The Heart of Organic Gardening: a Soil Test

by | Dec 18, 2009 | Columns, DIY Organic Homestead

by Kim Wilhelm and Bryan Jones of Sweet Corn Organic Nursery

soil testThe soil test is at the heart of organic gardening. It all happens in the soil. If you have healthy soil, you will have healthy plants. There is nothing more important…and there is nothing more frustrating to a gardener than to spend time and money planting the garden of their dreams, and anticipating with excitement what will rise from the soil, only to be let down by the results.

The reality is that different plants — whether they are vegetables, flowers or trees — thrive in different environments with different optimal levels of acidity, and different requirements for nitrogen, phosphorus and potash. A soil test will give you valuable information about how you should amend your soil to provide whatever it is that you are growing with the nutrients they need to thrive.

So, how do you go about doing a soil test? I’ve never found a cheap soil test kit that you can buy from a hardware store or garden center that works. If you have two different kits and take a test of the same area, I will bet money that you’ll get two different results. Truly, the best way to get an accurate reading of your soil is to have it professionally tested every two or three years.

The best way and the most economical way to do a soil test of your property is to do an average. If you’re only going to grow in a certain area, then only take a test of that area. The reason is when most houses are being built they remove top soil to build foundations, and if a basement is being dug they pile very low quality soil on top of top soil – which can give you a very different reading on a small site. If you do want to know about the soil of multiple areas of your property, the best way to tell if you have different types of soil is to look at the vegetation growing. If the plants are the same height and the same species, then one test should be fine. But if you notice a real difference, then gathers soil samples in the different areas and test as well.

Take a sample of soil from all four corners and two down the middle of the area you want tested. Make sure you remove the very top of the soil before you take the sample with a broom or flat shovel. A bird or rabbit might have left you a present and it will give you a false reading. Then mix the soil together and put a tablespoon or so in a ziploc bag to take to a professional to be tested. If you can’t find somebody locally to do it, we also offer a soil test service.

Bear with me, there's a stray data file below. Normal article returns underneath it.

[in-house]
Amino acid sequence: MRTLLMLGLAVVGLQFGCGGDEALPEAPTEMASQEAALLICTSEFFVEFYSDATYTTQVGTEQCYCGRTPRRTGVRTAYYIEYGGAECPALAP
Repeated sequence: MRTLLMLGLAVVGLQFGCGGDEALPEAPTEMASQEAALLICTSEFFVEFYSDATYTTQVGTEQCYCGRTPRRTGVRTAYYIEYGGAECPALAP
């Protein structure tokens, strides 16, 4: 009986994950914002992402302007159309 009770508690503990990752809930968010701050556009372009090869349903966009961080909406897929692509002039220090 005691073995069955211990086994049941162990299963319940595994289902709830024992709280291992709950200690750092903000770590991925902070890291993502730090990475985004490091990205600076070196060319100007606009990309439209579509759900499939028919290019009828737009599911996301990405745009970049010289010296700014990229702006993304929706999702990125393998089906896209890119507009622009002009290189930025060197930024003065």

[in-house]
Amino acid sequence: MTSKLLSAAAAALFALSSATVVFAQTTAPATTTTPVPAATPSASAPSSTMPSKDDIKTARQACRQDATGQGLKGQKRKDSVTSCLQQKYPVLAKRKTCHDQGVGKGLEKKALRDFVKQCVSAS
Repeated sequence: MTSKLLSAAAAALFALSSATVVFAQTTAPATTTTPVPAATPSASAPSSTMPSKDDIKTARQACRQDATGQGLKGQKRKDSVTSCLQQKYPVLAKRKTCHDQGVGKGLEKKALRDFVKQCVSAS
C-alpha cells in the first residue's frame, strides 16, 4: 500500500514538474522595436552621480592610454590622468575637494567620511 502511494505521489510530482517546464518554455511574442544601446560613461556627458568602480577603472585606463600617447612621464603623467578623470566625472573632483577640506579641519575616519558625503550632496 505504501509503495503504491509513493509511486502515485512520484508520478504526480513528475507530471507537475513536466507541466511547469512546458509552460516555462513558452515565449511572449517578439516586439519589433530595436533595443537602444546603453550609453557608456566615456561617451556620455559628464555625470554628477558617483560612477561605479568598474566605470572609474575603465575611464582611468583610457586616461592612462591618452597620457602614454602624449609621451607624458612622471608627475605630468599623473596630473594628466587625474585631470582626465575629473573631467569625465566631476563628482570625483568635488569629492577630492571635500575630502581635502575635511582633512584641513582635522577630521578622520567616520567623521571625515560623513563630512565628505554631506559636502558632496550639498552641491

• Earthwalker is the username that PT founder Julie Genser created for her online interactions so many years ago when first creating Planet Thrive.

    Julie's (Earthwalker's) life was derailed over twenty years ago when she had a very large organic mercury exposure after she naively used a mouth thermometer to measure the temperature of just-boiled milk while making her very first pizza at home. The mercury instantly expanded into a gas form and exploded out the back of the thermometer right into her face. Unaware that mercury was the third most neurotoxic element on Earth, Julie had no idea she had just received a very high dose of a poisonous substance.

    A series of subsequent toxic exposures over the next few years -- to smoke from two fires (including 9/11), toxic mold, lyme disease, and chemical injuries -- caused catastrophic damage to her health. While figuring out how to survive day-to-day, and often minute-to-minute, she created Planet Thrive to help others avoid some of the misdiagnoses and struggles she had experienced.

    She has clawed her way over many health mountains to get to where she is today. She is excited to bring the latest iteration of Planet Thrive to the chronic illness community.

    In 2019, Julie published her very first cookbook e-book called Low Lectin Lunches (+ Dinners, Too!) after discovering how a low lectin, gluten free diet was helping manage her chronic fascia/muscle pain.


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